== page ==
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Old 09-03-2008
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Some nautical humor

I've just joined this forum, and am having a blast. However, I'm probably a bit more "famous" as a radio amateur. Thought you all might enjoy this excerpt on maritime safety from my work in progress, "The Opus of Amateur Radio Knowledge and Lore." Some day this WILL get published.
Thanks one and all for your wet and salty hospitality.


There is no better place on earth to do some serious hamming than on the high seas. The seafaring ham has a perfect grounding system, something his landlubber kindred can only dream of. Salt water is a conductor, and for the most part, good conductors make good antennas. (The relationship between good antennas and good grounds is a complex one, which we will discuss thoroughly in later chapters.) Suffice it to say that ham radio is good when you’re at sea.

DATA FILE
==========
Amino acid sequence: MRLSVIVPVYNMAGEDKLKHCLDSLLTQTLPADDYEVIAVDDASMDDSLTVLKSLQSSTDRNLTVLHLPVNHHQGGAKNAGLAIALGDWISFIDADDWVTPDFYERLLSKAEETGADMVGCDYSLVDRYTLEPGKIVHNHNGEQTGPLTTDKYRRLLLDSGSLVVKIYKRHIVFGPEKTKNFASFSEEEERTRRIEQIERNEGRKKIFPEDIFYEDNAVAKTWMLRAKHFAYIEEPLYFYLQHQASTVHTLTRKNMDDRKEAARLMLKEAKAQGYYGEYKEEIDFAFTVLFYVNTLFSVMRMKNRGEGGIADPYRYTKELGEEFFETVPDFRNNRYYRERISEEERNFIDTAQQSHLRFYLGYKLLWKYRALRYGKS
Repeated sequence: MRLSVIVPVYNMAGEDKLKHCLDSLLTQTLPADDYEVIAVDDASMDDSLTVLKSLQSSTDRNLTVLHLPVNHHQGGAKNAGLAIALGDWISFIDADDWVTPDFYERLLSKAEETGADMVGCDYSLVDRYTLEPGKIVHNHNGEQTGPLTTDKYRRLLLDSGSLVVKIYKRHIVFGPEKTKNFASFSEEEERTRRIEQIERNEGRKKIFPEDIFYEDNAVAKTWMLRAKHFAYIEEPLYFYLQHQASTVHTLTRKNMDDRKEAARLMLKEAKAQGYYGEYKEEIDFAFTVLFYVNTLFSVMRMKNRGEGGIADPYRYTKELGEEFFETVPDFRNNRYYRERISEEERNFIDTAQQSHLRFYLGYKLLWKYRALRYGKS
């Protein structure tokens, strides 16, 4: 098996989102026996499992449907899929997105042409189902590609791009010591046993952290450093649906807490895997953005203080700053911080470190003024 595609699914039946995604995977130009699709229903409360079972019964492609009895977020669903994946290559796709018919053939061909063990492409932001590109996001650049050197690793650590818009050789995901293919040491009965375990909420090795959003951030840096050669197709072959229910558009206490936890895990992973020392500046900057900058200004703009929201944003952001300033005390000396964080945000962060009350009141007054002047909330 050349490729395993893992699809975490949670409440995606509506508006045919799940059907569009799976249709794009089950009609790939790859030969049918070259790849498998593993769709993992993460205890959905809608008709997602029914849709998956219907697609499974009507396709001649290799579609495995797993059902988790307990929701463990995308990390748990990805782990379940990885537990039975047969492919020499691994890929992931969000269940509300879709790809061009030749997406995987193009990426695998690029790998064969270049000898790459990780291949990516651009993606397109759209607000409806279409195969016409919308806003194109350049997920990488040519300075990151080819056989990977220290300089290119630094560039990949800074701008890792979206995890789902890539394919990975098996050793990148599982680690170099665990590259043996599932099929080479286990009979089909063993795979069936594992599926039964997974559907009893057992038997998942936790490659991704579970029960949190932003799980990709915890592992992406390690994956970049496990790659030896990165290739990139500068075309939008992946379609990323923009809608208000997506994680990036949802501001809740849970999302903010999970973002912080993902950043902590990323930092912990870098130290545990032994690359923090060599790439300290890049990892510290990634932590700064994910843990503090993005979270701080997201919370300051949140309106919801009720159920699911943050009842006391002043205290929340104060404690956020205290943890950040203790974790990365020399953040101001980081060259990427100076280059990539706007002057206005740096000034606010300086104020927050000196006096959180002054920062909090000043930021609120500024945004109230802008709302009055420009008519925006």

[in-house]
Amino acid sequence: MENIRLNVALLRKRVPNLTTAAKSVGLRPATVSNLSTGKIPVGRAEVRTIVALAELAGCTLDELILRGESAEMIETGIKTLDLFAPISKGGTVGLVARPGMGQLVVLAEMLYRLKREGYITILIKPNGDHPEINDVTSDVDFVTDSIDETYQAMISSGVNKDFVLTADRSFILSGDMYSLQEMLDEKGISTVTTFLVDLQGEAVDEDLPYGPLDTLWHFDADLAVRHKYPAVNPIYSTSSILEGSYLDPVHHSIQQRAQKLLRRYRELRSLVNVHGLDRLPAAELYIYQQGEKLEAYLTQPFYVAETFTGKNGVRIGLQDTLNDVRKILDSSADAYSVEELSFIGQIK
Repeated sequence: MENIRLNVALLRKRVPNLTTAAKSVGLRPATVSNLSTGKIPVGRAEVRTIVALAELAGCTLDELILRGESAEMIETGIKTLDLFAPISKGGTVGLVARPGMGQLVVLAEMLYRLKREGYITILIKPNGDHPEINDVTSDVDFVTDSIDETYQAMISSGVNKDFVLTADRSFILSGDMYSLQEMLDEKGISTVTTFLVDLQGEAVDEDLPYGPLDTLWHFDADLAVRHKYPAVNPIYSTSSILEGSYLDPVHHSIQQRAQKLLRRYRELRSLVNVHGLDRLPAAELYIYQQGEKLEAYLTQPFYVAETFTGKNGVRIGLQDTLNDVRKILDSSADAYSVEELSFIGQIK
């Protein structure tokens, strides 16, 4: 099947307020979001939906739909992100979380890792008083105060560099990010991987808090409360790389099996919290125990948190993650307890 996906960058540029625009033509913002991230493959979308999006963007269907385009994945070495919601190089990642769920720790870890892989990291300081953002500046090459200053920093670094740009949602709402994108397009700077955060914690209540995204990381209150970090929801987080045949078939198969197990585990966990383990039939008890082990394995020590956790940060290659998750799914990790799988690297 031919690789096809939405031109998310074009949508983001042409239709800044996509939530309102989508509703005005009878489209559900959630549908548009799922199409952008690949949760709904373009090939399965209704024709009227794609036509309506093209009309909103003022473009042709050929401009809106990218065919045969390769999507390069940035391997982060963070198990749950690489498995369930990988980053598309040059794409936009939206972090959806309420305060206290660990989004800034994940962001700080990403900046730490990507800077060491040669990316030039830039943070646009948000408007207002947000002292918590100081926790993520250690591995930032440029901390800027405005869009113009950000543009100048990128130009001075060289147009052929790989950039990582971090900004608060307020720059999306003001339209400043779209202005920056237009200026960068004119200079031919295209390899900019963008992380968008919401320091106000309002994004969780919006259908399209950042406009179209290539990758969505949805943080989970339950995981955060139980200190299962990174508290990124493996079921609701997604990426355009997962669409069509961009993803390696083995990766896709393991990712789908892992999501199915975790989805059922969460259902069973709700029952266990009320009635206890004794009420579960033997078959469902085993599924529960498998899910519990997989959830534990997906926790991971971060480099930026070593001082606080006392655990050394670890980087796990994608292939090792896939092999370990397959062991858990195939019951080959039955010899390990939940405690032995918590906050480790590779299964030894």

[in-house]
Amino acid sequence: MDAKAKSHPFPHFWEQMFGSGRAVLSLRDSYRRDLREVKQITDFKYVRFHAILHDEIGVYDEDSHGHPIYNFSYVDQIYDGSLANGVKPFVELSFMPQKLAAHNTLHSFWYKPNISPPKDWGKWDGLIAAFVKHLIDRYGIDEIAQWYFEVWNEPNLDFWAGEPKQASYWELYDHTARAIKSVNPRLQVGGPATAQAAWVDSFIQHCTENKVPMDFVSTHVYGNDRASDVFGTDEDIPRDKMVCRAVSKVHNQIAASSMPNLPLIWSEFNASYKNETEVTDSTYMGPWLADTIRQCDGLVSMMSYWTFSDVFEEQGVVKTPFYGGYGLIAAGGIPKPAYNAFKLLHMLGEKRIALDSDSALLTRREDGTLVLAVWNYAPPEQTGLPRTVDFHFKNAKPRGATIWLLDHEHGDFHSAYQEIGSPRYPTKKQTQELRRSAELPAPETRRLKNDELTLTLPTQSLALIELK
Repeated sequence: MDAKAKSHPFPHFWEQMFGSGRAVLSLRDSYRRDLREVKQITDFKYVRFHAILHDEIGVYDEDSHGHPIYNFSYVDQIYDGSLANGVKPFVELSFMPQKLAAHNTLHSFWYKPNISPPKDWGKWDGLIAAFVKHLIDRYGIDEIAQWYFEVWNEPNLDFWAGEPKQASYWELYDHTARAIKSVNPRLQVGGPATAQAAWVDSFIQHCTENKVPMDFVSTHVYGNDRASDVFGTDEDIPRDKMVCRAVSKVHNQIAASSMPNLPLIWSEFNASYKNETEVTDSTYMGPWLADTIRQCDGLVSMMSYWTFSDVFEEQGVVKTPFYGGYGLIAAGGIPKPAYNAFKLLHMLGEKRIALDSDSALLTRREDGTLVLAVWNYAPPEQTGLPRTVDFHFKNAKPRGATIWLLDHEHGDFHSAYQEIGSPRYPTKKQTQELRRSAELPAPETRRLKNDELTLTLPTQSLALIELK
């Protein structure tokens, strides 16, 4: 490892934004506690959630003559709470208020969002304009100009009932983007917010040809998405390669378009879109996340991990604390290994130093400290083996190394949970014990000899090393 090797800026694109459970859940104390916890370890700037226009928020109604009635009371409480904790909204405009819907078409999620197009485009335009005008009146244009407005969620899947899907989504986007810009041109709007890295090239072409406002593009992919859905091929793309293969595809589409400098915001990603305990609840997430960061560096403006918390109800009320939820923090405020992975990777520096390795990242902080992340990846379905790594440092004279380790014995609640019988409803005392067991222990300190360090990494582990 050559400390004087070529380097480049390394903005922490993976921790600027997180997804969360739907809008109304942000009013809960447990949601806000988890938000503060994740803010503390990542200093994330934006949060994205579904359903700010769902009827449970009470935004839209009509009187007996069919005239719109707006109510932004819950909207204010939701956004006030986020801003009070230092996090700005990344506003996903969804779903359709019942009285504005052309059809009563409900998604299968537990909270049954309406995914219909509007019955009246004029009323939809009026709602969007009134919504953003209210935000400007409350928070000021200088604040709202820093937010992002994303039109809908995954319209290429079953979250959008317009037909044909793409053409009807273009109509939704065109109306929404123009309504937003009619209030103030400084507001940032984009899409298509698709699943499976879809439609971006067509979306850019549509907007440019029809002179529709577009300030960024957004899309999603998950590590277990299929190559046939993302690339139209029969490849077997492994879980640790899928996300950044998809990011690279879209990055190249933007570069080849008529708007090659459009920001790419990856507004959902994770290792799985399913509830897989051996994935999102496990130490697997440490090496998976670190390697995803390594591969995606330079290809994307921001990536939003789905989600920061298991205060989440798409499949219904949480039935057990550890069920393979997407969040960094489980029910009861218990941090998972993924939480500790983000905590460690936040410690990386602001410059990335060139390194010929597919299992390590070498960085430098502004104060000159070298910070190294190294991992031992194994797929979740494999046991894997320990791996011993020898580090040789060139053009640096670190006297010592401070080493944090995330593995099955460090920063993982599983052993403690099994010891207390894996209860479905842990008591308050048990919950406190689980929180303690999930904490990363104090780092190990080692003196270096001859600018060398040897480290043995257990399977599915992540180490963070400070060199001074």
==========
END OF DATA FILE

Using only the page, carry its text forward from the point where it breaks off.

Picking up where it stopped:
The problem is that it seems a lot of hams who sail are a lot better at hamming than sailing. Or, perhaps, when faced with such idyllic conditions, hams are just more likely to be concentrating on their hamming than their sailing. The seafaring ham should always be aware that he is on top of a body of water, which, except for relatively short periods of time, is not conducive to human life. He should always wear a life preserver, and have foul weather gear handy. He should have a shipmate that really knows the ropes, in case he doesn’t himself. He should, ideally, know how to swim.
Lightning and sailing seem to be attracted to each other, as well. This is not a recent discovery. St. Elmo, the patron saint of Ancient Mariners, is also the namesake of St. Elmo’s fire, a phenomenon now recognized as corona——a plasma discharge on ships’ rigging, caused by the proximity of lightning. Perceptive sailors for centuries have recognized St. Elmo’s fire as a warning to go below decks, batten down the hatches, and if necessary, throw disobedient prophets overboard. Modern seafaring hams, on the other hand, typically see St. Elmo’s fire as a sign that they should shinny up the aluminum mast and readjust their antennas. Such hams are likely to suffer the dual indignities of being fried and drowned.
Is it worth it? Probably.
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